At some point in the near future, Santa Anita Park will have a new owner. Let’s pray that it isn’t old owner Frank Stronach. When Stronach formed Magna Entertainment and began buying up racetracks, and started XpressBet and HRTV, he looked like a winner.
Over time, Stronach has proven that leading with your heart and passion isn’t enough. It also takes equal parts brain and bankroll to succeed. At times Stronach’s decision-making makes it seem he uses Al Davis and Donald Sterling for counsel.
Now don’t get me wrong, I love Santa Anita. I spent three of the best years of my life there. But getting the “Great Race Place” turned around will take extraordinary ownership with deep pockets.
On my dream wish list are two groups that would make good caretakers of the historic Arcadia track. First, would be a leading California Indian tribe that would promise to maintain top-class horse racing in a trade-off with Gov. Arnold Schwarzenegger to install thousands of slot machines.
Schwarzenegger does not have the resources for a horse racing bailout. But he made an offer of badly needed slot revenue with a byproduct of helping an ailing horse industry; it is a win-win scenario.
A second group would be another long shot, Sheikh Mohammed bin Rashid al Maktoum of Dubai. There are logical reasons for this, too.
Sheikh Mohammed will open the brilliant new Meydan Race Course in January 2010. The centerpiece of the racing will be the Dubai World Cup on March 27. The success of the meet is predicated on top American horses showing up. What better way to recruit talent than to own and operate the best American racetrack that also runs at that time of year, Santa Anita?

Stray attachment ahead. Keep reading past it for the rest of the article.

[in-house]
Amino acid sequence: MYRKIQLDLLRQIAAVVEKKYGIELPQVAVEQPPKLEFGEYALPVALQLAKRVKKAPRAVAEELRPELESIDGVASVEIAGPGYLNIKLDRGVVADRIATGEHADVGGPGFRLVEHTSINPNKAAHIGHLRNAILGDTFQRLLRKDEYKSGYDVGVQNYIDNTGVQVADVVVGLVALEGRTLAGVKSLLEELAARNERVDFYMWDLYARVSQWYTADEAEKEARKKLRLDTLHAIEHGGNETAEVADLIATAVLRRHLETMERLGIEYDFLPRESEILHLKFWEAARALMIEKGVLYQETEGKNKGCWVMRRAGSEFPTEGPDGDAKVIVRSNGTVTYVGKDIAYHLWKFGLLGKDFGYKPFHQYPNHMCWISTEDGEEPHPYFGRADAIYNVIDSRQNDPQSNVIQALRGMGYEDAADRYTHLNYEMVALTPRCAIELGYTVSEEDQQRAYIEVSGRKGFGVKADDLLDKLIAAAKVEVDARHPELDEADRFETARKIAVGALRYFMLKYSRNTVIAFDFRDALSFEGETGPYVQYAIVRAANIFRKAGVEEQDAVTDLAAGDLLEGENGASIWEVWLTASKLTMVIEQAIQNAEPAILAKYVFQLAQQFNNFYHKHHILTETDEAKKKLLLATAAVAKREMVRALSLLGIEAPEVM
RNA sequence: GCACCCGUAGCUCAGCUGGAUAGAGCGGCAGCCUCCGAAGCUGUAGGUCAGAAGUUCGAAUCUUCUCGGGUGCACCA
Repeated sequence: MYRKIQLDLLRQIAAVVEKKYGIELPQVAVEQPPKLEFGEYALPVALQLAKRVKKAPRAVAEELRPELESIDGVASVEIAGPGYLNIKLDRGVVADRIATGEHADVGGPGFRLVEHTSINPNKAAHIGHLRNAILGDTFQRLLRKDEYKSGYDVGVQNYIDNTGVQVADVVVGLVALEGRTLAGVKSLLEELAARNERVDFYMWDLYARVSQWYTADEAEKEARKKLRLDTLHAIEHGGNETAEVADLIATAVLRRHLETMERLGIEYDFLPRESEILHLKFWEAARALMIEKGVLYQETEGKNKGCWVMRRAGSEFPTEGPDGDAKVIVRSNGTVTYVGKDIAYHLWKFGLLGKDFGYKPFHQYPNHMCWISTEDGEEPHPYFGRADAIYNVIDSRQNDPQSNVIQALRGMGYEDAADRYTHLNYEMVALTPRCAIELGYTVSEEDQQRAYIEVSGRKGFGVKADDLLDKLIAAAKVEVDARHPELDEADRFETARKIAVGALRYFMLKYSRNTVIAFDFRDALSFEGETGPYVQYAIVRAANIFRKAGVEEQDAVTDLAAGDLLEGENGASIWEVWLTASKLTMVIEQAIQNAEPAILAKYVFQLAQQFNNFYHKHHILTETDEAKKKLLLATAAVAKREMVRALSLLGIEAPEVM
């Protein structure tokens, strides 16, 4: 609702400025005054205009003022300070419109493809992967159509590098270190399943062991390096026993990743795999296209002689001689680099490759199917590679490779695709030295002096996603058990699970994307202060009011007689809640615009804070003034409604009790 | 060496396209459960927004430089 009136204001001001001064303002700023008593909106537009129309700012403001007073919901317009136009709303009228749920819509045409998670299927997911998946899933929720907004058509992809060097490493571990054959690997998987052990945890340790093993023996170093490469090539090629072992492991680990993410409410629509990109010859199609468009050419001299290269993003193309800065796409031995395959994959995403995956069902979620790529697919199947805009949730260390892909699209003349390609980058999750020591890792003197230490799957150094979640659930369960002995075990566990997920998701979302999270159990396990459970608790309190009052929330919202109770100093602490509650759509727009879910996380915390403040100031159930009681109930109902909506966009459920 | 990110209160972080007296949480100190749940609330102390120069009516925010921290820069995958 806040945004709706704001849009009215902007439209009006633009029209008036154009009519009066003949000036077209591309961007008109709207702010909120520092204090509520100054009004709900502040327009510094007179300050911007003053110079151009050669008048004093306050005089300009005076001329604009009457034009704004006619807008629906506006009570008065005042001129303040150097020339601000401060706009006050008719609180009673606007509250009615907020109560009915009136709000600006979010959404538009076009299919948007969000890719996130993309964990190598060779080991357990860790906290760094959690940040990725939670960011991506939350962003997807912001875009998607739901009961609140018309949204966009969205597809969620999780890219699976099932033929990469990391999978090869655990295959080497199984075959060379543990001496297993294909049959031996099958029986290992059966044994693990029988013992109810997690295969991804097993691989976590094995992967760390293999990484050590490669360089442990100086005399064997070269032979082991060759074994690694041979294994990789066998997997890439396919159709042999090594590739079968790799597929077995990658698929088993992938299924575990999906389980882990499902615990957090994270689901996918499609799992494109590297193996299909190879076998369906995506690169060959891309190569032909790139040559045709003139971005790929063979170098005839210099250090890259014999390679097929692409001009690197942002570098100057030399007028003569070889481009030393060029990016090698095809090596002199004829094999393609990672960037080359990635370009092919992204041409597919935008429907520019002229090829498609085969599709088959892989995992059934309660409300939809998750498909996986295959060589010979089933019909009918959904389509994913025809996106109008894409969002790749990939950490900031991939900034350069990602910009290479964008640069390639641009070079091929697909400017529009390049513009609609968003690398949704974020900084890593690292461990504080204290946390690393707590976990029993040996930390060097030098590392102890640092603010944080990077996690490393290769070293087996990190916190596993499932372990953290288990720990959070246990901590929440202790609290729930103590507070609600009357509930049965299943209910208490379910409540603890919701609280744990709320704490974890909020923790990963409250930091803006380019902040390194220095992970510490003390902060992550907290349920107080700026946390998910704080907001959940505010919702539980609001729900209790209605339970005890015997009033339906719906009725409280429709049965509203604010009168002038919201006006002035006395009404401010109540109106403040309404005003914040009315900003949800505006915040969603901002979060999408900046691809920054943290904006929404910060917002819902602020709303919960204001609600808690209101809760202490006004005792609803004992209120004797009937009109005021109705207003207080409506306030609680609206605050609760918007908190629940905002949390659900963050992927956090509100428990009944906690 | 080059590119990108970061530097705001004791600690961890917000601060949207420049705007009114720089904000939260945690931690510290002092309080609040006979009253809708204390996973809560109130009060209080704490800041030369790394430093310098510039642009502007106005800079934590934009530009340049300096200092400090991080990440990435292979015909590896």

Another underlying reason is the track surface. Sheikh Mohammed is committed to installing an all-weather synthetic surface inside Meydan’s massive turf course. If Jess Jackson, owner of Rachel Alexandra, mirrors other U.S. horse owners, that’s not good for Meydan.
If Jackson stays true to his word of avoiding synthetic tracks, Rachel won’t be going to Dubai, and neither will many other U.S. horses. Might Sheikh Mohammed want to take over Santa Anita and stamp his own footprint on American racing?
Whatever happens, the Santa Anita franchise must be restored. It’ll take strong ownership and wise leadership. Look at the New York Yankees. They were down and out for nearly a decade until 1973 when George Steinbrenner took over. It shows greatness can be rebuilt.
Richard Eng’s column is published Friday in the Las Vegas Review-Journal. He can be reached at email@example.com.